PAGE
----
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Se Pu ; 39(7): 679-685, 2021 Jul 08.
Article in Chinese | MEDLINE | ID: covidwho-1362622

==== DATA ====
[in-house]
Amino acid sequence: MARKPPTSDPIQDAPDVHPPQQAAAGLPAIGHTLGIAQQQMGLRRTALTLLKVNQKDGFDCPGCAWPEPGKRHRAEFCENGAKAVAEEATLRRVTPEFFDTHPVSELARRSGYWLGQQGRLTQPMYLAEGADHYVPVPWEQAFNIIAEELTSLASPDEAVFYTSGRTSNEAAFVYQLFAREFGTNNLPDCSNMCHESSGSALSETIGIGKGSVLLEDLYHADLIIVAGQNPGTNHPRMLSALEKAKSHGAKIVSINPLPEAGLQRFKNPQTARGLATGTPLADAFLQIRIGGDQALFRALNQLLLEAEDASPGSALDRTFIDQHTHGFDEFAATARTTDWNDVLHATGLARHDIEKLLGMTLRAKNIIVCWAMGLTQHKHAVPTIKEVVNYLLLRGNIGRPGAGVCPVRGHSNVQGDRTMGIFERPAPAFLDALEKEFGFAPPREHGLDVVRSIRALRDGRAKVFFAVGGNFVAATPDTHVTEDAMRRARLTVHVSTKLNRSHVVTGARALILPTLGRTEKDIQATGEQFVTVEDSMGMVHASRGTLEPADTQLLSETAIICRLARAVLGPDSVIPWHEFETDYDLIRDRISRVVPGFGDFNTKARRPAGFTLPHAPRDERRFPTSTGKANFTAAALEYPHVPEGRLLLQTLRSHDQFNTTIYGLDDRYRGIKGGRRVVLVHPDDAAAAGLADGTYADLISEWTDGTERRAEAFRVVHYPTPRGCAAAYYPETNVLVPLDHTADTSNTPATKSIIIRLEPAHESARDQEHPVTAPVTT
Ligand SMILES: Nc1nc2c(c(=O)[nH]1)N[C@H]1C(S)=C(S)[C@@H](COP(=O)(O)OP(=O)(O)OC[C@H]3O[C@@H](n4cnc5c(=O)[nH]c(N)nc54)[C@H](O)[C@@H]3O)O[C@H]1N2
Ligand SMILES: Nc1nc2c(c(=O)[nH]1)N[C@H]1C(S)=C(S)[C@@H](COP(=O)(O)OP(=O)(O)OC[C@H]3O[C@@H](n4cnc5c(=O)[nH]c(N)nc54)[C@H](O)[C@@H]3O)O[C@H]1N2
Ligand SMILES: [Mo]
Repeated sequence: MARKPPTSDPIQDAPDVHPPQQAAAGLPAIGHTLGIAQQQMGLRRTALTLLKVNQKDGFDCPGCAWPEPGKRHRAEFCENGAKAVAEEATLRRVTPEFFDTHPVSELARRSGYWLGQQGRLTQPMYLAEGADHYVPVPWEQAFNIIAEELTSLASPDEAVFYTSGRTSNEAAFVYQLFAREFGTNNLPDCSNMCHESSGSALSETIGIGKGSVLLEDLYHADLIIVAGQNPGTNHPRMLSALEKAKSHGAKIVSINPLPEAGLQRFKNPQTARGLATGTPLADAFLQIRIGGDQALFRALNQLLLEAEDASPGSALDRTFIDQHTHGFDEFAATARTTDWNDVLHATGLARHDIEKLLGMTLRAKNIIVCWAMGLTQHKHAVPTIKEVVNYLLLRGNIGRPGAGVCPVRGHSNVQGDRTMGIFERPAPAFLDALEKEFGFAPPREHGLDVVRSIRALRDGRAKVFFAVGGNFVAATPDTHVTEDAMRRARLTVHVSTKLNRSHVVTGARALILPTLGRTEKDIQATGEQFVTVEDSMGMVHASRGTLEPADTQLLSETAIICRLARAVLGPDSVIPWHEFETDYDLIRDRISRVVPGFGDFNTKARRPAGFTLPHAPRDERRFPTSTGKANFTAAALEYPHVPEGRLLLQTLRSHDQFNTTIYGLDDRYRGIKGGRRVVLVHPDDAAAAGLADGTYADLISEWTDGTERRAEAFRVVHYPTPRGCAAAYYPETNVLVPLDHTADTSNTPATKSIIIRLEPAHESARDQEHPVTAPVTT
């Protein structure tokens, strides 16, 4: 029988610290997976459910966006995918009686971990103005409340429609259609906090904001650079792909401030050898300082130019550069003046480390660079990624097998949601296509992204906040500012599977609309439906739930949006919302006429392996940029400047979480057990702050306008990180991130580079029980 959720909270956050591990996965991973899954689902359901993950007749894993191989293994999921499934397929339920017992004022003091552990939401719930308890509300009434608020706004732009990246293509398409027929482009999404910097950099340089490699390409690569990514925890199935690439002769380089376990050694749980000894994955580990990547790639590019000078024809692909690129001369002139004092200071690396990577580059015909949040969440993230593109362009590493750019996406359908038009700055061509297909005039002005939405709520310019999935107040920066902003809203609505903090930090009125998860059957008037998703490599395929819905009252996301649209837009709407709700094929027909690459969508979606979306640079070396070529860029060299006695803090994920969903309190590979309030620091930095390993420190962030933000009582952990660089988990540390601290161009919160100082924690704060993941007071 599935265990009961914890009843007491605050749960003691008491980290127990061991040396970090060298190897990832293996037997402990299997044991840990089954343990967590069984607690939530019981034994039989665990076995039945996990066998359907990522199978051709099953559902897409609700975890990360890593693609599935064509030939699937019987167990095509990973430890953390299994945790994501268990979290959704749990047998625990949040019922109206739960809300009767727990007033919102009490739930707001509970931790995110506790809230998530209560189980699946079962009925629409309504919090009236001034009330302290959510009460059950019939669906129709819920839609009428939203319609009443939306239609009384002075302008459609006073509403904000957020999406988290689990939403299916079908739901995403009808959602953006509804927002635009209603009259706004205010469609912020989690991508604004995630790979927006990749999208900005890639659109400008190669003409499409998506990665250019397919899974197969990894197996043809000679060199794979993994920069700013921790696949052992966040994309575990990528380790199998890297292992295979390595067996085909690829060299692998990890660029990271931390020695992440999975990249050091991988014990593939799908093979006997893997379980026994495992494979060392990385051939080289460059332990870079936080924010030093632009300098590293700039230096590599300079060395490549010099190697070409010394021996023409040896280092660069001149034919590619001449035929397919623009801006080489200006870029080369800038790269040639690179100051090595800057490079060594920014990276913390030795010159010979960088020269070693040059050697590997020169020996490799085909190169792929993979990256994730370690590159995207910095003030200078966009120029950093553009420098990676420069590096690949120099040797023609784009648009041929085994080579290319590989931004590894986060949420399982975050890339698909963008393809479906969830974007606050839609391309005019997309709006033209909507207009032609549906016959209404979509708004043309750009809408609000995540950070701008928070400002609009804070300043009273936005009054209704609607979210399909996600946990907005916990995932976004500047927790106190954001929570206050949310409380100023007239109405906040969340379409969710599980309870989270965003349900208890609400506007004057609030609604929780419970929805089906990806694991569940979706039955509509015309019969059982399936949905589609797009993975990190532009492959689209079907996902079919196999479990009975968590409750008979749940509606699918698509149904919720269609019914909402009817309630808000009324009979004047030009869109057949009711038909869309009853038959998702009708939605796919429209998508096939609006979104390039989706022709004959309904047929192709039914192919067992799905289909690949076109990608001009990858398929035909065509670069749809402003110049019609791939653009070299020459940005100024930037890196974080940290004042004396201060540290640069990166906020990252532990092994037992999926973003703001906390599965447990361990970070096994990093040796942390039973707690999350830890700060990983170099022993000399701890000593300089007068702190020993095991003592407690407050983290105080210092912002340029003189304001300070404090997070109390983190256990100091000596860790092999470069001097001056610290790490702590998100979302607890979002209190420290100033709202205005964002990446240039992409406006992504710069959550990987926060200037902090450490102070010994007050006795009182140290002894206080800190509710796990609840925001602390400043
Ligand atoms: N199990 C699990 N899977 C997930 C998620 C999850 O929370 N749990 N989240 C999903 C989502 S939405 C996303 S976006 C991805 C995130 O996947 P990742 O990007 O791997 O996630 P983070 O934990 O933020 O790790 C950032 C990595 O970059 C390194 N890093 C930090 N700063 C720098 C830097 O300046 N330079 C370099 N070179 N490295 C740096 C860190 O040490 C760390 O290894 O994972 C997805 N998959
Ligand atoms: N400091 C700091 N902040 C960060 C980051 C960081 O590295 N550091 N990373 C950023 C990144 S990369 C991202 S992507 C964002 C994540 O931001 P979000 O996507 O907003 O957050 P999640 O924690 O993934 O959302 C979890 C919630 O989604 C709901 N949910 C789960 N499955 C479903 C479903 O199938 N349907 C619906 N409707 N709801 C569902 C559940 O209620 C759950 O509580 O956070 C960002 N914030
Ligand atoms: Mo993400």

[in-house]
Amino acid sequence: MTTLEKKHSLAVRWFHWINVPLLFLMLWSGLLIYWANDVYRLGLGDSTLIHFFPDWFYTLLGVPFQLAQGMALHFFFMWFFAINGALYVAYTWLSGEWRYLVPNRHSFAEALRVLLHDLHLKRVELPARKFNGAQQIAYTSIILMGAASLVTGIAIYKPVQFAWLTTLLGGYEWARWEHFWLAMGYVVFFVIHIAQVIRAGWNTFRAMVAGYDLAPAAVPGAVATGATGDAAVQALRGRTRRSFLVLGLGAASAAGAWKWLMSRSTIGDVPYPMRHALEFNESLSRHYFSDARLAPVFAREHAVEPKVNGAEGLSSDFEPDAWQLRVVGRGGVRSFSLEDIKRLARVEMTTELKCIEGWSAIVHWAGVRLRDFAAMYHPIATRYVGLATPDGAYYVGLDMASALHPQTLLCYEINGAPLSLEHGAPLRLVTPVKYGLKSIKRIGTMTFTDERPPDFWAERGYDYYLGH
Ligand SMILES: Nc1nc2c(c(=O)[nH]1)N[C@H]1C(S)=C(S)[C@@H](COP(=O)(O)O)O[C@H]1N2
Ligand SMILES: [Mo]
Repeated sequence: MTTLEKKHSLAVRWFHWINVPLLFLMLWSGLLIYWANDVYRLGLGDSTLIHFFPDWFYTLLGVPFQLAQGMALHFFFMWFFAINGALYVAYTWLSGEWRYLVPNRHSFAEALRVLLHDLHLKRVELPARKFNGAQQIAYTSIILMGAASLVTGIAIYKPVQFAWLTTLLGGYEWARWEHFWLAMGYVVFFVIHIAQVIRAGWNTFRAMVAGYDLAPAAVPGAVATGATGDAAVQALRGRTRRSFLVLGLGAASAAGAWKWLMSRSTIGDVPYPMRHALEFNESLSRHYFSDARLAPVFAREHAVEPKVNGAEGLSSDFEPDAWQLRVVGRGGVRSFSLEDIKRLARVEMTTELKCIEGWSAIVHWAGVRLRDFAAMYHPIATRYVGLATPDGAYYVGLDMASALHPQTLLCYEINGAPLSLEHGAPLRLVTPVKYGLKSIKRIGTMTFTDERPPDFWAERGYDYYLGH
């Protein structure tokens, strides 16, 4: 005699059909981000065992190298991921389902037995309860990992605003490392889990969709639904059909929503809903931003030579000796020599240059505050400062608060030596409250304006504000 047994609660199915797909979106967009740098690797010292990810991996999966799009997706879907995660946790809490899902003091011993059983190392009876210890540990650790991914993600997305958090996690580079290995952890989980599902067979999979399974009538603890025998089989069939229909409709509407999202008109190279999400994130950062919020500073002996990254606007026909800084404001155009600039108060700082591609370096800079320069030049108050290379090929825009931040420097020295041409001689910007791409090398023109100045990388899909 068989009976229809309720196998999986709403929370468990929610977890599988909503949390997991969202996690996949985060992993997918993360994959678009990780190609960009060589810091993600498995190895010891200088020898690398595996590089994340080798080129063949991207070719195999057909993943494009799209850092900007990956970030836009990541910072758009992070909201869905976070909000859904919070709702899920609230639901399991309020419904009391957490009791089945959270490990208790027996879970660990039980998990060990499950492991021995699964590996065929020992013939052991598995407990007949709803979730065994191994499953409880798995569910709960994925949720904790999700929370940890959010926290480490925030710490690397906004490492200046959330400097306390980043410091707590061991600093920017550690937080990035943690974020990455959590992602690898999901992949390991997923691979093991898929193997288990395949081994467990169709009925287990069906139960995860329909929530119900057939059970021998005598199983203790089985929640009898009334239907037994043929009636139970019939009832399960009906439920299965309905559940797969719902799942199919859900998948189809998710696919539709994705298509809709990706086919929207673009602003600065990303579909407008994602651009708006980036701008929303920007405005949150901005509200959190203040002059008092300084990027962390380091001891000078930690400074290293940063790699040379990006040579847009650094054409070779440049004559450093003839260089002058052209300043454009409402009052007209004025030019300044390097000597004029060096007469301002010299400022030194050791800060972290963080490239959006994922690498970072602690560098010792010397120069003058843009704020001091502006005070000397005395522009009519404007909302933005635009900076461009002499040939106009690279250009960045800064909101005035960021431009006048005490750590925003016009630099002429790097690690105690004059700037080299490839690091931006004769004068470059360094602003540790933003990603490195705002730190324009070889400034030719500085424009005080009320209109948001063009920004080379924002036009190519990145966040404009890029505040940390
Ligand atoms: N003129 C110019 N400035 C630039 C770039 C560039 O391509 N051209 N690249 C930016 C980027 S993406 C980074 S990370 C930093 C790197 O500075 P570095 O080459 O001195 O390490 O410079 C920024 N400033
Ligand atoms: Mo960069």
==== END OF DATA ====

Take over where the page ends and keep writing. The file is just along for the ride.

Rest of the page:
The novel coronavirus disease 2019 (COVID-19) outbreak has brought to light unprecedented challenges to global public health security. Researchers have devoted their efforts to in-depth research on severe acute respiratory syndrome coronavirus 2 (SARS-CoV-2) to bring the epidemic under control as rapidly as possible. Among the many areas of burgeoning SARS-CoV-2 related research, various analytical technologies have been applied to the advancement of virus detection, and development of vaccines and innovative therapies. Separation technologies with the merits of simple operation, high separation efficiency, and high selectivity, have become widely used and are key to progress in life science, medicine, pharmaceutical discovery and development, and other fields. Separation technologies have played an irreplaceable role in the isolation, detection, diagnosis, treatment, and prevention of this novel coronavirus. In this review, an overview of the relevant literature is presented from ISI Web of Science spanning Jan. 1st, 2020-Dec. 31, 2020, using "SARS-CoV-2" or "COVID-19" as keywords. The top 20 research directions are summarized, based on papers published in high impact international journals (e. g. Nature, Science, and Cell). Incorporating the impact of published papers, this review summarizes the primary separation technologies applied in these coronavirus studies, and discusses contributions of the following six technologies: affinity chromatography and size exclusion chromatography, liquid chromatography, magnetic bead separation technology, centrifugal technology, micro/nano-separation technology, and electrophoresis. First, affinity chromatography and size exclusion chromatography are discussed, which are the most frequently used protein purification techniques in Nature, Science, and Cell. The SARS-CoV-2 related proteins purified by affinity chromatography and size exclusion chromatography are summarized, and their applications in coronavirus transmission, infection mechanisms, and drug screening are introduced. Subsequently, high performance liquid chromatography (HPLC) is introduced, which is mainly employed for assessing the purity of candidate drugs. Liquid chromatography-tandem mass spectrometry (LC-MS/MS) incorporates the strengths of HPLC and MS, offering both high separation efficiency and structural analysis capabilities with extended applications. LC-MS/MS has been applied to characterization of the binding of SARS-CoV-2 related proteins to potential inhibitors, and to metabolic analyses of candidate drugs. In SARS-CoV-2 nucleic acid tests, magnetic bead separation technology plays a crucial role in the separation of novel coronaviruses. In combination with other analytical techniques, magnetic bead separation technology can be applied to cytological analyses and immunological detection by functionalization of bead surfaces. Centrifugal technology is undoubtedly the most basic separation technology. It has been employed in almost all SARS-CoV-2 related researches. By controlling centrifugation speed, centrifugal technology can rapidly isolate virus particles or cultured cells from complex samples. Micro-nano separation technologies, such as microfluidics, offer advantages including small size, low sample consumption, rapid diffusion, and large surface area. In general, microfluidic technologies are often used in combination with other technologies to realize highly sensitive detection of SARS-CoV-2 related proteins. Finally, the applications of electrophoresis are introduced, which commonly engages in the analysis of polymerase chain reaction (PCR) products. In novel coronavirus studies, the application of electrophoresis has been relatively limited but has potential with further development to contribute significantly to future research. In conclusion, this review summarizes the contributions of six primary separation technologies to novel coronavirus studies, including epidemic detection and prevention, analyzes the main problems facing coronavirus detection efforts, and discusses the role of separation technologies in addressing these problems, with the aim of providing references for broader application of separation technologies.